Microsoft has already put its 1TB Xbox One on sale at $399, which formerly was the list price for its stock 500GB model. That version, which has been discounted to $349 since the 2014 holiday season, will now be permanently sold at that price.
Meanwhile, Sony's 1TB PlayStation 4 will launch in mid-July in Europe, with a release in the United States following, according to a blog post. The company has not announced pricing or a specific date and instead directed people to "check with your local retailer."
More on-board storage may be what consumers want, but it's also what the companies want because it allows them to sell more games directly -- cutting out third-party retailers. The new consoles are necessary because storage has become more important as more game titles are sold digitally, without the traditional disc.
Microsoft said it made the move because "since Xbox One launched, one of the most frequent requests from fans is to add more storage to their consoles." Sony did not offer a similar explanation, but it can be assumed that its fans want the same thing.
What is happening in the console industry?
For most of the history of consoles, buying a new game meant purchasing a cartridge or a disc. On-board storage was used for saving progress and other secondary tasks. That has begun to shift as more games -- even top titles -- are being offered to consumers as downloads. That means the actual game lives on the console's hard drive, not on a disc at all, requiring more storage space.
While in 2014 only 20% of game sales were via digital download, that number is expected to rise in the coming years. "By 2018, about 50% of console game sales will be sold via digital downloads, according to a forecast by market research firm EEDAR," reports VentureBeat.
What's happening in the gaming world is not unlike what has already occurred in the music and DVD business. As sales move from physical to digital products it should eliminate the need for physical retailers. There are very few record stores anymore, and DVD sales have been continually diminishing. Even the book industry has moved more toward digital -- one of its two major chains, Borders, went bankrupt, while survivor Barnes & Noble has devoted more space to toys and other non-book items.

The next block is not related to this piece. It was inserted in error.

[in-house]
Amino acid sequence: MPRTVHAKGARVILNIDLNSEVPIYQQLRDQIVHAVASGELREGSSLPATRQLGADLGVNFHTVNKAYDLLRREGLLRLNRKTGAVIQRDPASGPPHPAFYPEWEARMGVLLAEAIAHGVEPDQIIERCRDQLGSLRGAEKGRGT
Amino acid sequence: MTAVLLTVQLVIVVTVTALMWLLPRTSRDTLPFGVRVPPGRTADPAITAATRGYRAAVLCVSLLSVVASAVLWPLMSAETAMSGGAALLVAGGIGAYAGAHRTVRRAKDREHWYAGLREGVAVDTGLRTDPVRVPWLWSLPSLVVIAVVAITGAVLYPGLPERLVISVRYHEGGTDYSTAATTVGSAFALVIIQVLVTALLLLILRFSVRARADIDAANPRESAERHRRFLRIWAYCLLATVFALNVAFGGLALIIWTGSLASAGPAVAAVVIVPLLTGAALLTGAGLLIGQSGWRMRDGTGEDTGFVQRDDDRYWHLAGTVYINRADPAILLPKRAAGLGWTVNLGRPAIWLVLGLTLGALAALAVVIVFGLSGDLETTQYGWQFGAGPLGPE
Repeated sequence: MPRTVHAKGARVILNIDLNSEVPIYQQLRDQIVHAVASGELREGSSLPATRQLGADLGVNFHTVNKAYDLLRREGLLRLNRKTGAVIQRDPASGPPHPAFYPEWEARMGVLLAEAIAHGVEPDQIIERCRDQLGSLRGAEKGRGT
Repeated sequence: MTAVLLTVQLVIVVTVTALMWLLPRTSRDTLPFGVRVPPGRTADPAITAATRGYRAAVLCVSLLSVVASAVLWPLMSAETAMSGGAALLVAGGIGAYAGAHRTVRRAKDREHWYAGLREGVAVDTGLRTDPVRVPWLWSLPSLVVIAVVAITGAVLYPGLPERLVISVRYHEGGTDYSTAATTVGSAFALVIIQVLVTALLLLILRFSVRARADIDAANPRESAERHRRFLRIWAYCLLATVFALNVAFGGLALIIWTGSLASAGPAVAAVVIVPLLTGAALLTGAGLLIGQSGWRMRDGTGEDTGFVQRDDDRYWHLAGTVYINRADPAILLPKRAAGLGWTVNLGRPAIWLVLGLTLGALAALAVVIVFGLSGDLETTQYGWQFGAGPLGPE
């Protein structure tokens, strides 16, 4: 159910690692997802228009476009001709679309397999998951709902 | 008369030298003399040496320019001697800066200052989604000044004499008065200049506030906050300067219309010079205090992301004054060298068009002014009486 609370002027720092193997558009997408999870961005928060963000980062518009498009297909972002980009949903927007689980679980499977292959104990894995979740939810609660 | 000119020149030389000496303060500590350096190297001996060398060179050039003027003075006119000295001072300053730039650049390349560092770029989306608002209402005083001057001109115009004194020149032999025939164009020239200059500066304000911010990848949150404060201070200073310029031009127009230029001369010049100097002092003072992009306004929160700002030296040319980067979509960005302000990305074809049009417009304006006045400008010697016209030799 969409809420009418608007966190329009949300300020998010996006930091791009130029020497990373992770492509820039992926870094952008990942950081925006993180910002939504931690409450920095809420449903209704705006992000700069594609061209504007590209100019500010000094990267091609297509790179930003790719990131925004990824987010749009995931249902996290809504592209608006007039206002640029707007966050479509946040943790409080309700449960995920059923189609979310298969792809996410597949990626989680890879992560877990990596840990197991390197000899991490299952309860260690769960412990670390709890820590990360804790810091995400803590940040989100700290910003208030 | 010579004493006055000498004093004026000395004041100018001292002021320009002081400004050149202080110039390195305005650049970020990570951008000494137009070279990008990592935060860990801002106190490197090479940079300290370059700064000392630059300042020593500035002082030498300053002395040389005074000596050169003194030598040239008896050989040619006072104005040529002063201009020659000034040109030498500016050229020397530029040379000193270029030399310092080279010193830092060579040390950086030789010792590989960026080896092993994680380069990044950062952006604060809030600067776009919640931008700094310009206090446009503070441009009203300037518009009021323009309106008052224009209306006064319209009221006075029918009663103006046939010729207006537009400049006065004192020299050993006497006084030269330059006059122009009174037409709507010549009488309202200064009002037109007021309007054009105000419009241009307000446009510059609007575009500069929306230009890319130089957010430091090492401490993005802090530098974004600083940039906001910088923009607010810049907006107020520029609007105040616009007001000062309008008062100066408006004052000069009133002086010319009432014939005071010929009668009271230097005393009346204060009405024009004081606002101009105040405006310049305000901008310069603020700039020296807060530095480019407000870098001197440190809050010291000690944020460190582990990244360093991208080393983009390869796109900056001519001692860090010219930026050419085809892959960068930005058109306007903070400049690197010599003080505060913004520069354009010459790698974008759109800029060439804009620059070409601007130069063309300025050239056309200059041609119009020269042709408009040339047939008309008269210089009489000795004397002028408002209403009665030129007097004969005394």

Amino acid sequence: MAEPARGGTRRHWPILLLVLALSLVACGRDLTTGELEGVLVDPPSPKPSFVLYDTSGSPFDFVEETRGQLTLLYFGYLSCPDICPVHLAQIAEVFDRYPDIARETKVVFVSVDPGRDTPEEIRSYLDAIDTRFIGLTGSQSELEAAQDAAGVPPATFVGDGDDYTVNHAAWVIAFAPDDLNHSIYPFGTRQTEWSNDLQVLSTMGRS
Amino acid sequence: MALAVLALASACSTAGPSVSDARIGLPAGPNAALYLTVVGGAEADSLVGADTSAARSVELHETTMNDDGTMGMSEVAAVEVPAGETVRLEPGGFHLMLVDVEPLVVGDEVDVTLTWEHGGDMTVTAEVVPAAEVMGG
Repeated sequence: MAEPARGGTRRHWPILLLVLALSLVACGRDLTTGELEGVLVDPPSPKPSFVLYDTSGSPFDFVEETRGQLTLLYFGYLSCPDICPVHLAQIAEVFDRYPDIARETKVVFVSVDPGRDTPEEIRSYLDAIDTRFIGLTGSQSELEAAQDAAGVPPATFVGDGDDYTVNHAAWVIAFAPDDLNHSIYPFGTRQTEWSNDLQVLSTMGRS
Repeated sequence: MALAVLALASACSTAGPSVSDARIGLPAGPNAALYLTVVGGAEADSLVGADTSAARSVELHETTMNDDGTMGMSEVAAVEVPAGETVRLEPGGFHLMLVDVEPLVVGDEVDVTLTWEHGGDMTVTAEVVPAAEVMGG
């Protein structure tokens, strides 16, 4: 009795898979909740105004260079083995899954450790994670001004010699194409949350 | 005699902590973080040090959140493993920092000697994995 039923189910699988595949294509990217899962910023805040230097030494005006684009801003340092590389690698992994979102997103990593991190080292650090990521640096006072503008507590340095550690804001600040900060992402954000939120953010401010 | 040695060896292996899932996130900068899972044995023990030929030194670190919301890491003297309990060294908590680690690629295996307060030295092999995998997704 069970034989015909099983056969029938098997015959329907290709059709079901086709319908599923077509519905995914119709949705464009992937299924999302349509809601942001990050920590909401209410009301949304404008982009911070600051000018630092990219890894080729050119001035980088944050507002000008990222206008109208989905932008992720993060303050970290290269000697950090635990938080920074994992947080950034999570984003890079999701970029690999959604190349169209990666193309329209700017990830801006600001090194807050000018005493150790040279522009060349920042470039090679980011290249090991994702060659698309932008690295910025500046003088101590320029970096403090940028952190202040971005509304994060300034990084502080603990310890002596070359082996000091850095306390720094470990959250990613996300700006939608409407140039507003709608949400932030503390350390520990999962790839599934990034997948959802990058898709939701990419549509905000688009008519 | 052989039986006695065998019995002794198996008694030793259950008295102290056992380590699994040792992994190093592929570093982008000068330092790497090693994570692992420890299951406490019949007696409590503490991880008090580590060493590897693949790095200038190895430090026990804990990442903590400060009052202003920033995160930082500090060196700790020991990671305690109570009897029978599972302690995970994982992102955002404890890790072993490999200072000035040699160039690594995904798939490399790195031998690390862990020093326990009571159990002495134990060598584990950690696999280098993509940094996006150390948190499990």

Moving to a digital future seems inevitable for gaming, and these two new consoles with enhanced storage capacity will simply push that agenda forward.
It will be a slow and bumpy transition
Microsoft and Sony want to move to digital sales because it cuts out a middleman. That, in theory, allows the console makers to charge less for games while their partners actually make more. Without the physical cost of distribution and the retailers taking a cut, the entire picture looks better for consumers, game publishers, and -- of course -- Microsoft and Sony.
Gamers actually still prefer buying physical copies of titles, according to "The Democracy Of Downloading," a report from MarketCast. That was, or might still be, true for books and perhaps even music, but eventually the lower prices and added convenience offered by digital may erode any personal preference for physical discs.
Of course, if physical copies of games get eliminated, then gamers lose the ability to trade or sell used titles. That may also be a factor in why they cling to what is fast becoming an outdated format.
Still, one of the main barriers to digital downloads becoming the norm has been storage. These new consoles begin to solve that problem. That's very bad news for retailers and moves us closer to the end of physical video game sales.
It's no longer a question of if. It's a matter of when.
Daniel Kline owns shares of Microsoft. He has never downloaded a game on his Xbox One. The Motley Fool owns shares of Barnes & Noble. Try any of our Foolish newsletter services free for 30 days. We Fools may not all hold the same opinions, but we all believe that considering a diverse range of insights makes us better investors. The Motley Fool has a disclosure policy.